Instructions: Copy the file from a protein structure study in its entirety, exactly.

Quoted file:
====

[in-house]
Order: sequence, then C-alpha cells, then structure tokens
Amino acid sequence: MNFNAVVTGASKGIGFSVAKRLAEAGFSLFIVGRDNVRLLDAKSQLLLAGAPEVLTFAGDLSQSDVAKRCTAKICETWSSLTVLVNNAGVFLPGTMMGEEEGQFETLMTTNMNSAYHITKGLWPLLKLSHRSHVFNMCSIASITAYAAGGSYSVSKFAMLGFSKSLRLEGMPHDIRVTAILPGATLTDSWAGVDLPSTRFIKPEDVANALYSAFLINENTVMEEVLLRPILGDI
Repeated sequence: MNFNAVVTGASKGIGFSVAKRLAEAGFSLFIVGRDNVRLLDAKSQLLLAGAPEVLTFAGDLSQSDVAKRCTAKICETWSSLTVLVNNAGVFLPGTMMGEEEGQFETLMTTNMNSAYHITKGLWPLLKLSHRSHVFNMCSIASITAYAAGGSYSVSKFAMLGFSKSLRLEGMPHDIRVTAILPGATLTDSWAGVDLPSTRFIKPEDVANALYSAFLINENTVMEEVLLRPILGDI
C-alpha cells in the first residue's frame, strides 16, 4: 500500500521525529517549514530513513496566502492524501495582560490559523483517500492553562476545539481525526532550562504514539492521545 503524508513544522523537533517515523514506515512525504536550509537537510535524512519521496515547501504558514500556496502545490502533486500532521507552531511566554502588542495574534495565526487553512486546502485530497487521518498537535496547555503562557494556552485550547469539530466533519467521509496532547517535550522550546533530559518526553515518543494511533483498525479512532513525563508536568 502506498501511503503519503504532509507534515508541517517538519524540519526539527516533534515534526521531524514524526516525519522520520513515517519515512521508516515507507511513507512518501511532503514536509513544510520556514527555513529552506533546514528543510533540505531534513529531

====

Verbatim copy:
[in-house]
Order: sequence, then C-alpha cells, then structure tokens
Amino acid sequence: MNFNAVVTGASKGIGFSVAKRLAEAGFSLFIVGRDNVRLLDAKSQLLLAGAPEVLTFAGDLSQSDVAKRCTAKICETWSSLTVLVNNAGVFLPGTMMGEEEGQFETLMTTNMNSAYHITKGLWPLLKLSHRSHVFNMCSIASITAYAAGGSYSVSKFAMLGFSKSLRLEGMPHDIRVTAILPGATLTDSWAGVDLPSTRFIKPEDVANALYSAFLINENTVMEEVLLRPILGDI
Repeated sequence: MNFNAVVTGASKGIGFSVAKRLAEAGFSLFIVGRDNVRLLDAKSQLLLAGAPEVLTFAGDLSQSDVAKRCTAKICETWSSLTVLVNNAGVFLPGTMMGEEEGQFETLMTTNMNSAYHITKGLWPLLKLSHRSHVFNMCSIASITAYAAGGSYSVSKFAMLGFSKSLRLEGMPHDIRVTAILPGATLTDSWAGVDLPSTRFIKPEDVANALYSAFLINENTVMEEVLLRPILGDI
C-alpha cells in the first residue's frame, strides 16, 4: 500500500521525529517549514530513513496566502492524501495582560490559523483517500492553562476545539481525526532550562504514539492521545 503524508513544522523537533517515523514506515512525504536550509537537510535524512519521496515547501504558514500556496502545490502533486500532521507552531511566554502588542495574534495565526487553512486546502485530497487521518498537535496547555503562557494556552485550547469539530466533519467521509496532547517535550522550546533530559518526553515518543494511533483498525479512532513525563508536568 502506498501511503503519503504532509507534515508541517517538519524540519526539527516533534515534526521531524514524526516525519522520520513515517519515512521508516515507507511513507512518501511532503514536509513544510520556514527555513529552506533546514528543510533540505531534513529531